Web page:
What next for sterling and crude oil in global capital markets?

My strategy trade idea recommending buying sterling at 1.20 in a column published on September 11, 2019 has been hugely profitable. Sterling trades at 1.25 as I write, a fabulous 5 big figure “in the money” trade within three weeks. The Supreme Court has ruled that it was illegal for Prime Minister Boris Johnson to suspend the House of Commons in his bid for a “do or die” no deal Brexit on October 31. This means Brexit is now delayed till January and a winter snap election is inevitable. An alternative political scenario is a successful vote of no confidence led by Labour leader Jeremy Corbyn to oust Boris Johnson. This explains Johnson’s decision to cut short his visit to the UN General Assembly in New York and return to London.

I consider this scenario sterling bullish as it would remove the most ardent proponent of no-deal Brexit from the political arena in Westminster. Two failed Tory Prime Ministers in 2019 is not exactly a bullish omen for the Conservative and Unionist Party’s prospects in the next general election. This could well be a winter of discontent for sterling bears vulnerable to a short squeeze as risk reversals and implied volatility curves suggest. Though protracted Brexit uncertainty and the prospect of Jeremy Corbyn in 10 Downing Street can also limit the upside on sterling. Watch the Liberal Democrat poll data in England as it will corelate most with sterling spikes.

The Federal Reserve’s decision to cut its overnight borrowing rate at the September FOMC was no surprise, as it has been well telegraphed to the capital markets. Yet the second Fed rate cut in a decade did nothing to negate the strength of the US dollar in the global foreign exchange market. Chairman Powell’s policy statement, while dovish, was notably less dovish than the ultra-dovish monetary policies of the ECB and the Bank of Japan. In any case, even a Fed Funds target range of 1.75 – 2% makes the US dollar a high yield currency in the G-10 constellation.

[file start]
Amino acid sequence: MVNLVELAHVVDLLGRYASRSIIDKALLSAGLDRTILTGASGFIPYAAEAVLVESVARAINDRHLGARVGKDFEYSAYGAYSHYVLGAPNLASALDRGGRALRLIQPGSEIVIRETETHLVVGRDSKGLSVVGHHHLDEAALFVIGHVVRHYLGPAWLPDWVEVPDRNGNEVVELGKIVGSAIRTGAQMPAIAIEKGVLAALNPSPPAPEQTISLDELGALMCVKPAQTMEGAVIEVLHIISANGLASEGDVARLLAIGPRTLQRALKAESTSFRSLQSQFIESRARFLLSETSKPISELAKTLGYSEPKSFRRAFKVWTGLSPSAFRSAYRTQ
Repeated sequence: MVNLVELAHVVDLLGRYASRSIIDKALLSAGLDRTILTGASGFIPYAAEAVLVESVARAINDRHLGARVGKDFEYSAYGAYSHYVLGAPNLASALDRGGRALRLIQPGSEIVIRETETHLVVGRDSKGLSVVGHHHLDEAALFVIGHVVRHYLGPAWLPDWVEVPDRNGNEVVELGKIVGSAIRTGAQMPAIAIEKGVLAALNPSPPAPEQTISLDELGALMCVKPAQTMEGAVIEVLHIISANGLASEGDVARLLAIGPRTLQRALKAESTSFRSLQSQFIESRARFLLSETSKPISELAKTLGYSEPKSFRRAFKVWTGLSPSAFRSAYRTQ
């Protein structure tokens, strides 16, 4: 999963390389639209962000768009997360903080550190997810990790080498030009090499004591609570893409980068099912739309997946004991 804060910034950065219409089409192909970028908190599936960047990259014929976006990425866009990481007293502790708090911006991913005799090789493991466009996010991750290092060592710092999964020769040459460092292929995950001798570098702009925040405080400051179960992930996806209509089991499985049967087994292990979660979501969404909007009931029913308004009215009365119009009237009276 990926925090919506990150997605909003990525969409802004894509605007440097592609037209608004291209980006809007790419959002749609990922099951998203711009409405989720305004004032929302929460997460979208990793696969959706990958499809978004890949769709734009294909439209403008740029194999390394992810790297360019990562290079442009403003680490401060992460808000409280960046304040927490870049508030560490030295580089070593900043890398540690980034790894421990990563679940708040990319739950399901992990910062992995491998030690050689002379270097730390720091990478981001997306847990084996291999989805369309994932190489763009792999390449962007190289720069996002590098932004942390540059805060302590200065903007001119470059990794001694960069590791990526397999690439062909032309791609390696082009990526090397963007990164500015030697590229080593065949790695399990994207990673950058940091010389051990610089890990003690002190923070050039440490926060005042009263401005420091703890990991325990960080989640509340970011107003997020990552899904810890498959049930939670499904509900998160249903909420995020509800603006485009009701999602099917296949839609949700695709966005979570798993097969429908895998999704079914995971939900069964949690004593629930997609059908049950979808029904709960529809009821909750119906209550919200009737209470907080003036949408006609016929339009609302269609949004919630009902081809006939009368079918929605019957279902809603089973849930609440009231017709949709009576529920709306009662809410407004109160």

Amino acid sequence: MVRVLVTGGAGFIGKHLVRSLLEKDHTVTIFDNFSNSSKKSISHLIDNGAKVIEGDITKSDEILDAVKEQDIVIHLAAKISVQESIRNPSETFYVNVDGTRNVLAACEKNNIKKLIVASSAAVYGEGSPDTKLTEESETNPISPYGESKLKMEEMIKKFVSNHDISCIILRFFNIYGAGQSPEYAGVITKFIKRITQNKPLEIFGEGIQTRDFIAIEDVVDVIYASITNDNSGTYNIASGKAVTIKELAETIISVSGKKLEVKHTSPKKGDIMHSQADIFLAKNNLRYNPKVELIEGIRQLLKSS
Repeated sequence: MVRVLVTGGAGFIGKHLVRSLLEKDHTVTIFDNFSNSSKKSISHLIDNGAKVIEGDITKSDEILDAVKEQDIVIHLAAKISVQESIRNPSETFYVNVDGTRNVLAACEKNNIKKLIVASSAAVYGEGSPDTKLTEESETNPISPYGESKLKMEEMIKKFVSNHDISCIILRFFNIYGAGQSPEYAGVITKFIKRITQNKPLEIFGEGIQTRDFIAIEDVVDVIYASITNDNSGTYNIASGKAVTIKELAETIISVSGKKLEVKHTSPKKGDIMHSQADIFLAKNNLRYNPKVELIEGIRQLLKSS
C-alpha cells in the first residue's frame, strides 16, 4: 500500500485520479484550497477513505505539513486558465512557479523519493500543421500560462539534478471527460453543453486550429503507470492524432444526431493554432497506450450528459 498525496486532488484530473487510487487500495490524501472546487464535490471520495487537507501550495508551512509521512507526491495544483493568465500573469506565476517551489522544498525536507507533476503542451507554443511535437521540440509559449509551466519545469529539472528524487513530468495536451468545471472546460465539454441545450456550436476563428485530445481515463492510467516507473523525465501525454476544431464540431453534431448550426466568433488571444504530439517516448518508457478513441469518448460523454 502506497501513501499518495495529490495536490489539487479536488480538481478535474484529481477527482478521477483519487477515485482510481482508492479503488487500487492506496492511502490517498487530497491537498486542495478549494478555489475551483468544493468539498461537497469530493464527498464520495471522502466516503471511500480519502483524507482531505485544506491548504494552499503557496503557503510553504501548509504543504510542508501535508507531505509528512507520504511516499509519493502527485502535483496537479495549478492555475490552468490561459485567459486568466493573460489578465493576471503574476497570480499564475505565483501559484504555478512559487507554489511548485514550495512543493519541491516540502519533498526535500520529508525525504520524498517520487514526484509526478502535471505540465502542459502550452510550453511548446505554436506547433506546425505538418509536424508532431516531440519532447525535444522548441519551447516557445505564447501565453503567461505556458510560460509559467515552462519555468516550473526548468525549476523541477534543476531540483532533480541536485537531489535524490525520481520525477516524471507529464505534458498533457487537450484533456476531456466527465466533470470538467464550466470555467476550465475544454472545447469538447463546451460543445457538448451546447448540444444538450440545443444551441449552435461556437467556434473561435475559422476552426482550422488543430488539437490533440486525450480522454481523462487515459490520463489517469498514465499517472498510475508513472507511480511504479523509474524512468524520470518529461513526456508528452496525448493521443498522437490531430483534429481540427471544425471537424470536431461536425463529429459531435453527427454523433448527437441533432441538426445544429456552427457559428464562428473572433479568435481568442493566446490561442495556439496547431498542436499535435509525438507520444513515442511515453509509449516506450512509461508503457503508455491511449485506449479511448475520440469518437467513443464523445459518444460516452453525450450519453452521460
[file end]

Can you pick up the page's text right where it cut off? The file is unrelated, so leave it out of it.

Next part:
Even the financial plumbing issue that caused a rise in US money market repo rates and triggered an intervention by the New York Fed to declog funding markets did not weaken the US dollar. Since a rise in borrowing rates in the repo markets suggests a lower supply of US dollars, its strength is surely due to excessive commercial, speculative and safe haven demand – the King Dollar hypothesis.

US politics, not US monetary policy, could be the catalyst for a lower dollar in the autumn of 2019. President Trump needs a lower US dollar to boost Farm Belt/Rust Belt state exports in a Presidential election year. I expect White House and Republican tirades against “foreign speculators” who have bid up the price of the US dollar to become more strident during Trump’s reelection campaign. In fact, if Wall Street nemesis Senator Elizabeth Warren replaces Joe Biden as the Democratic front runner, as the Iowa polls suggest, political risk could actually trigger a spasm of US dollar selling.

The financial markets have been clearly unnerved by Democratic Speaker of the House of Nancy Pelosi’s decision to launch an impeachment inquiry against Trump. After all, the S&P500 index and NASDAQ tanked the most in a month while safe haven bids sent the yield on the 10-year US Treasury note to 1.64%. The political ghosts of Nixon (1974) and Clinton (1998) now haunt Wall Street. If a top US intelligence whistle blower testifies on prime-time media that Trump withheld $391 million in US military aid to Ukraine to pressure President Zelensky to gather dirt on Joe Biden’s son, it could have a seismic Deep Throat impact on swing voters in the 2020 election.

Trump’s anti-China speech at the United Nations after Beijing eased restrictions on US soyabean exports does not exactly argue positively for a trade deal next month. Uncertainty in US politics (Ukrainegate) and trade means risk aversion becomes the dominant theme in capital markets at a time when South Korean, German, Japanese, Indian and Singaporean trade data signals a synchronized manufacturing/export recession whose epicenter is the ugly slowdown in the Middle Kingdom.

Brent crude predictably plummeted to $64 after Saudi Oil Minister Prince Abdulaziz bin Salman pledged to restore output from the Abqaiq refinery to pre-attack levels by the end of September. Even if this timetable is not achieved, OECD inventories are high enough to avoid any trauma in the Rotterdam spot market. Yet $62 Brent does not reflect the open, unresolved geopolitical risks that now haunts the black gold provinces of the Middle East.

Saudi Aramco’s IPO and budget breakeven rate at $85 Brent necessitates that the kingdom will do everything possible to prevent an oil price fall this winter. This means $56 – 58 Brent is a credible floor for crude oil.



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